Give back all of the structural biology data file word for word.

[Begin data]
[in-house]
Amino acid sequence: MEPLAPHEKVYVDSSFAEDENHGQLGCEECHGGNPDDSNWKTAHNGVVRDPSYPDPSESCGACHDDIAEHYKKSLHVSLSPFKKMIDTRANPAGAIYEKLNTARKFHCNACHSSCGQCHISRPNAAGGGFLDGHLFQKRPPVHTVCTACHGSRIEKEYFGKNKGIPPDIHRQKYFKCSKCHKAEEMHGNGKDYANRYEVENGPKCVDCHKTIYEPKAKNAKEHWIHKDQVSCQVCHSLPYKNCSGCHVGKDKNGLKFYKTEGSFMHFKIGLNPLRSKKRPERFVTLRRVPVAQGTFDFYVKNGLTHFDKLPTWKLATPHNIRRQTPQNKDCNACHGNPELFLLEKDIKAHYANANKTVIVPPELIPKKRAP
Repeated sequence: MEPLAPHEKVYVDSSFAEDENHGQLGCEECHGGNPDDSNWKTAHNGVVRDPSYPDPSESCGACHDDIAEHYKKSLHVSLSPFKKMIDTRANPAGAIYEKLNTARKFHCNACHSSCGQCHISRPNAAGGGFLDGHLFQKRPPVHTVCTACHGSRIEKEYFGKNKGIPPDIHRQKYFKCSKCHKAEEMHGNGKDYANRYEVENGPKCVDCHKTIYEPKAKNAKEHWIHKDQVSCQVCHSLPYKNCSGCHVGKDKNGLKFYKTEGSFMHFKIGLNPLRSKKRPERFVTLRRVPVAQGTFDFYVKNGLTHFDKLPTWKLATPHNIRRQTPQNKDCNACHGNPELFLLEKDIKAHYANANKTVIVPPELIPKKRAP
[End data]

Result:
[in-house]
Amino acid sequence: MEPLAPHEKVYVDSSFAEDENHGQLGCEECHGGNPDDSNWKTAHNGVVRDPSYPDPSESCGACHDDIAEHYKKSLHVSLSPFKKMIDTRANPAGAIYEKLNTARKFHCNACHSSCGQCHISRPNAAGGGFLDGHLFQKRPPVHTVCTACHGSRIEKEYFGKNKGIPPDIHRQKYFKCSKCHKAEEMHGNGKDYANRYEVENGPKCVDCHKTIYEPKAKNAKEHWIHKDQVSCQVCHSLPYKNCSGCHVGKDKNGLKFYKTEGSFMHFKIGLNPLRSKKRPERFVTLRRVPVAQGTFDFYVKNGLTHFDKLPTWKLATPHNIRRQTPQNKDCNACHGNPELFLLEKDIKAHYANANKTVIVPPELIPKKRAP
Repeated sequence: MEPLAPHEKVYVDSSFAEDENHGQLGCEECHGGNPDDSNWKTAHNGVVRDPSYPDPSESCGACHDDIAEHYKKSLHVSLSPFKKMIDTRANPAGAIYEKLNTARKFHCNACHSSCGQCHISRPNAAGGGFLDGHLFQKRPPVHTVCTACHGSRIEKEYFGKNKGIPPDIHRQKYFKCSKCHKAEEMHGNGKDYANRYEVENGPKCVDCHKTIYEPKAKNAKEHWIHKDQVSCQVCHSLPYKNCSGCHVGKDKNGLKFYKTEGSFMHFKIGLNPLRSKKRPERFVTLRRVPVAQGTFDFYVKNGLTHFDKLPTWKLATPHNIRRQTPQNKDCNACHGNPELFLLEKDIKAHYANANKTVIVPPELIPKKRAP